Furosemide: A single-dose, metformin-furosemide drug interaction study in healthy subjects demonstrated that pharmacokinetic parameters of both compounds were affected by co-administration. Furosemide increased the metformin plasma and blood Cmax by 22% and blood AUC by 15%, without any significant change in metformin renal clearance. When administered with metformin, the Cmax and AUC of furosemide were 31% and 12% smaller, respectively, than when administered alone, and the terminal half-life was decreased by 32%, without any significant change in furosemide renal clearance. No information is available about the interaction of metformin and furosemide when co-administered chronically.
Nifedipine: A single-dose, metformin-nifedipine drug interaction study in normal healthy volunteers demonstrated that coadministration of nifedipine increased plasma metformin Cmax and AUC by 20% and 9%, respectively, and increased the amount excreted in the urine. Tmax and half-life were unaffected. Nifedipine appears to enhance the absorption of metformin. Metformin had minimal effects on nifedipine.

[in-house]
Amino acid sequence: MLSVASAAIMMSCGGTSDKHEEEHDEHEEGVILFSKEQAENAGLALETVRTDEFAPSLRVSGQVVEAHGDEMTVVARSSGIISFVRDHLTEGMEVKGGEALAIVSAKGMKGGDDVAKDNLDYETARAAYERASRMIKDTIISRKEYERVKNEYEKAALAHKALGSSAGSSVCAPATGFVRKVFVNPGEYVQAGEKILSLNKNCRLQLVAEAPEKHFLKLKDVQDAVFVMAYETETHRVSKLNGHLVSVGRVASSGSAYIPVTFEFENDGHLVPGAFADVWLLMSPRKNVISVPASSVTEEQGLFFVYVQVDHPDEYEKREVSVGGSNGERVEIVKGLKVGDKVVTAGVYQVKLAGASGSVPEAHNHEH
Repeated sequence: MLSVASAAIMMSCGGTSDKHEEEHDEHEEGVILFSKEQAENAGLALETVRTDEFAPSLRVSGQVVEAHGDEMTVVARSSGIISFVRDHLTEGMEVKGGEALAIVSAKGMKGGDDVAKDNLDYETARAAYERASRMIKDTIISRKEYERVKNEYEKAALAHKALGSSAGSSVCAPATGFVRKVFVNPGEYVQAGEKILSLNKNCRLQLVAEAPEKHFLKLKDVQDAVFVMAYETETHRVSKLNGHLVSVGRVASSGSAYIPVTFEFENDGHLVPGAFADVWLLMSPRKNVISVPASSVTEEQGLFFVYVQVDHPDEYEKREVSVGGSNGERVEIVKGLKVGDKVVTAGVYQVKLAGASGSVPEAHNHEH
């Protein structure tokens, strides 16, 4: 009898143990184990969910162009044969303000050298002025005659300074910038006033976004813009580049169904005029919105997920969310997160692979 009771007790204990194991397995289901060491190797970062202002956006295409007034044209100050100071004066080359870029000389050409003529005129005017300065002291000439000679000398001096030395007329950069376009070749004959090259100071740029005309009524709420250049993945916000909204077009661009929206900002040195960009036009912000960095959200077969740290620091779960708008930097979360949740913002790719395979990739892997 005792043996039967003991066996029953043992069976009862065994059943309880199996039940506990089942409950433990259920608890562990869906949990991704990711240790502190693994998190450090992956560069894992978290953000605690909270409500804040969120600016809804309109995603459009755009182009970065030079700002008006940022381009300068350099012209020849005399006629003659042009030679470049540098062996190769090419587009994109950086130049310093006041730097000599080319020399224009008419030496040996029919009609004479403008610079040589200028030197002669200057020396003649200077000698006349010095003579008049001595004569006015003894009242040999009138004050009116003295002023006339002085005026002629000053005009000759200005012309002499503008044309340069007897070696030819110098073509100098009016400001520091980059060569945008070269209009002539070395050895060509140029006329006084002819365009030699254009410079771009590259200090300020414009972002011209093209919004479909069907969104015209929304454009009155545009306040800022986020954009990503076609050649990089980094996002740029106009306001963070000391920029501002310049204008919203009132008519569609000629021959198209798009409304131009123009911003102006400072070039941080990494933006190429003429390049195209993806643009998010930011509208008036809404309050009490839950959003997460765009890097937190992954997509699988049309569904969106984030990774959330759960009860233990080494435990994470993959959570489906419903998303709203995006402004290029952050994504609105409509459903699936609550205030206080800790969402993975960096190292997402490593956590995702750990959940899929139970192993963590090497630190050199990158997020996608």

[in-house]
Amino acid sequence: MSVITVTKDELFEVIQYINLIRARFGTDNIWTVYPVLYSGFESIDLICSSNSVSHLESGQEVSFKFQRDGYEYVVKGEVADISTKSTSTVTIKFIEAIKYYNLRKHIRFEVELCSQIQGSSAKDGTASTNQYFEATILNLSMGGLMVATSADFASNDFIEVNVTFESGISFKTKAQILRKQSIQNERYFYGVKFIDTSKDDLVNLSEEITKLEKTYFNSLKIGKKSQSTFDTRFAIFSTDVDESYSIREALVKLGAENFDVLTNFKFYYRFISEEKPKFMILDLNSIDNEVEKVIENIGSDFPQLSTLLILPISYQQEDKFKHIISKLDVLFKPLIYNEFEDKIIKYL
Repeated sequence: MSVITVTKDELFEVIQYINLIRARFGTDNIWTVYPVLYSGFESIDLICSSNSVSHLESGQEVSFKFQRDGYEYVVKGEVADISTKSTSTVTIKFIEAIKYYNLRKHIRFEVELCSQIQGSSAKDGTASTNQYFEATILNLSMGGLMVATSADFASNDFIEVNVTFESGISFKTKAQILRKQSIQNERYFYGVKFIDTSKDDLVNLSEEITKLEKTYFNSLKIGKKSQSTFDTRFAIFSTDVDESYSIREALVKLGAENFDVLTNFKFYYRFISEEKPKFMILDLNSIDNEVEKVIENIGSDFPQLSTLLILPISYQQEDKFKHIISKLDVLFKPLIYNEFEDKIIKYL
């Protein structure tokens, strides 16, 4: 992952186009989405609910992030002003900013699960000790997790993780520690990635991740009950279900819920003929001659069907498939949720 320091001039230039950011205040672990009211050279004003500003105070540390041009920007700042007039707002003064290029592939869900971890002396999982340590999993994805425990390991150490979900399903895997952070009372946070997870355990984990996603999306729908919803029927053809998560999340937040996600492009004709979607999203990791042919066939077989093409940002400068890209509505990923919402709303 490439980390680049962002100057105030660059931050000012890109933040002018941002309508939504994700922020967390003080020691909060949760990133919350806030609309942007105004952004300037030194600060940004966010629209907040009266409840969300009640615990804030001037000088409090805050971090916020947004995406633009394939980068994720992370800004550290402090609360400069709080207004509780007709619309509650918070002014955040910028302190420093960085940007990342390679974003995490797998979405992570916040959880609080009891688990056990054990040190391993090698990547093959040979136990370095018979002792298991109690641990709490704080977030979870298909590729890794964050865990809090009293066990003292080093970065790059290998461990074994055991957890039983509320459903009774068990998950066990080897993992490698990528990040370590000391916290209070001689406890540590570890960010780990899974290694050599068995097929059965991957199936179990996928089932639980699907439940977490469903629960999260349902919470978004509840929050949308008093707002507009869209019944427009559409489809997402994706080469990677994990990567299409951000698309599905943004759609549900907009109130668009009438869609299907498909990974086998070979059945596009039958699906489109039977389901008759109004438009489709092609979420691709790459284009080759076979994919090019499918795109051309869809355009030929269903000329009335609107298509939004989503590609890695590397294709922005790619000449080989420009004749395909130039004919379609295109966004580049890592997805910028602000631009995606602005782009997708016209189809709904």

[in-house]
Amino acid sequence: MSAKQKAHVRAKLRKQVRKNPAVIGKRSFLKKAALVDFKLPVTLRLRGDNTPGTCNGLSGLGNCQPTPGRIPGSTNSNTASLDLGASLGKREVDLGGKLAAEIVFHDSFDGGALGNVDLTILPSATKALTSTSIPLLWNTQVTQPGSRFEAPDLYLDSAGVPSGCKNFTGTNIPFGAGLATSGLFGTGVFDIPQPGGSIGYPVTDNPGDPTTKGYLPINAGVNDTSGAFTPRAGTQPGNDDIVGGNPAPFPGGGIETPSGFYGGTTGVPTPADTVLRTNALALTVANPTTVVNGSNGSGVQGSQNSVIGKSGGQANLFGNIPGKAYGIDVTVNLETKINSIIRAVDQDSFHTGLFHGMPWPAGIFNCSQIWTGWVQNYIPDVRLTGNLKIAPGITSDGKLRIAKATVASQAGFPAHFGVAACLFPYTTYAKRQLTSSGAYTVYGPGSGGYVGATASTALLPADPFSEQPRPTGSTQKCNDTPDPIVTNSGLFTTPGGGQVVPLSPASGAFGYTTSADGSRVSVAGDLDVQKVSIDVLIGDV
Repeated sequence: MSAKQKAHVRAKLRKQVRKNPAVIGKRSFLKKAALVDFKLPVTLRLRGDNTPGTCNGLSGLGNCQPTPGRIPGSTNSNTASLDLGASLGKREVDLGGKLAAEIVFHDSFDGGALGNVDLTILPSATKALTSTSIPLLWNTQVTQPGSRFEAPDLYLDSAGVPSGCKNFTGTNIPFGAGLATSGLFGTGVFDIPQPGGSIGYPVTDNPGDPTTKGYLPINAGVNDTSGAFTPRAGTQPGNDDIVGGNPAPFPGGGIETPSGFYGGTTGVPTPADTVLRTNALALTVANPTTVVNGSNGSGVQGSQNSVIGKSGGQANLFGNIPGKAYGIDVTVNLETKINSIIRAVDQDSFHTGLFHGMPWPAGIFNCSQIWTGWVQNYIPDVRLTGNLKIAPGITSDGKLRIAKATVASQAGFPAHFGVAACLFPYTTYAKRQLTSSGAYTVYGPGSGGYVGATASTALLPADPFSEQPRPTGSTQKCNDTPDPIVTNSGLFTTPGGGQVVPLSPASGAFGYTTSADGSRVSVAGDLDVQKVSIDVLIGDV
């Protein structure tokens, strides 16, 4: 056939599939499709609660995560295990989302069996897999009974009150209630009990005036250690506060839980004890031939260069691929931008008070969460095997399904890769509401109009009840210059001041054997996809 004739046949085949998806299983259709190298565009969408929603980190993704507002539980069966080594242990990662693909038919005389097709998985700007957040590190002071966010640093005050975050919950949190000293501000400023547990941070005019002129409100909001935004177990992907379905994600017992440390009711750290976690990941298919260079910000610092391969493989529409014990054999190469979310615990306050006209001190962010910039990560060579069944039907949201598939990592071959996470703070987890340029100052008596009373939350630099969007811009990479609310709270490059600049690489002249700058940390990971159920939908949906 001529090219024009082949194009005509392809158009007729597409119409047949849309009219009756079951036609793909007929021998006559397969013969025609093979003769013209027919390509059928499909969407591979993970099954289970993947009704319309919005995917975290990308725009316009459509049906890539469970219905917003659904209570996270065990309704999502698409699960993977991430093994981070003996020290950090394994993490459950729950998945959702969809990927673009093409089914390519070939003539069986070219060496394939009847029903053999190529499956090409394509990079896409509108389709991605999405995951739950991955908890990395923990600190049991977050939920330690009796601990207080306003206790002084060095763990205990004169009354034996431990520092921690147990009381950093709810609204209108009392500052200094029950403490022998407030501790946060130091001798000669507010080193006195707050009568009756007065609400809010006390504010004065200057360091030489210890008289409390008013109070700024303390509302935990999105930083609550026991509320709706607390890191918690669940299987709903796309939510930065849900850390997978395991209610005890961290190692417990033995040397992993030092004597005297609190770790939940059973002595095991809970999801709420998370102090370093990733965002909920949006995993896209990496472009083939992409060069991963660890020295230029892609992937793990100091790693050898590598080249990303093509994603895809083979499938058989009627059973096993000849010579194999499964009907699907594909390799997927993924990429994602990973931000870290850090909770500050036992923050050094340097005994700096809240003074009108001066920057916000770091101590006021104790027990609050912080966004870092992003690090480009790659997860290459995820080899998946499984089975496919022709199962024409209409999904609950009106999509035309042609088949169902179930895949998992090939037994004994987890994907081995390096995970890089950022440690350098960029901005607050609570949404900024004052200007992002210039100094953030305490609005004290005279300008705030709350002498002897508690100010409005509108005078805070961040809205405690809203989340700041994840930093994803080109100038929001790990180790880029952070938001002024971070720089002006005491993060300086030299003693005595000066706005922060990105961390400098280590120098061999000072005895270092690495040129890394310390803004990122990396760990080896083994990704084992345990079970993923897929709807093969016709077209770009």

Drugs that reduce metformin clearance: Concomitant use of drugs that interfere with common renal tubular transport systems involved in the renal elimination of metformin (e.g., organic cationic transporter-2 [OCT2] / multidrug and toxin extrusion [MATE] inhibitors such as ranolazine, vandetanib, dolutegravir, and cimetidine) could increase systemic exposure to metformin and may increase the risk for lactic acidosis. Consider the benefits and risks of concomitant use.
Other: Certain drugs tend to produce hyperglycemia and may lead to loss of glycemic control. These drugs include the thiazides and other diuretics, corticosteroids, phenothiazines, thyroid products, estrogens, oral contraceptives, phenytoin, nicotinic acid, sympathomimetics, calcium channel blocking drugs, and isoniazid. When such drugs are administered to a patient receiving JANUMET the patient should be closely observed to maintain adequate glycemic control.
In healthy volunteers, the pharmacokinetics of metformin and propranolol, and metformin and ibuprofen were not affected when co-administered in single-dose interaction studies.
Metformin is negligibly bound to plasma proteins and is, therefore, less likely to interact with highly protein-bound drugs such as salicylates, sulfonamides, chloramphenicol, and probenecid, as compared to the sulfonylureas, which are extensively bound to serum proteins.
Storage
Store at or below 30°C (86°F).
MIMS Class
ATC Classification
A10BD07 - metformin and sitagliptin ; Belongs to the class of combinations of oral blood glucose lowering drugs. Used in the treatment of diabetes.
Presentation/Packing
50/500 mg tab x 28's, 56's. 50/1,000 mg tab x 28's, 56's.
Register or sign in to continue
Asia's one-stop resource for medical news, clinical reference and education
Sign up for free
Already a member? Sign in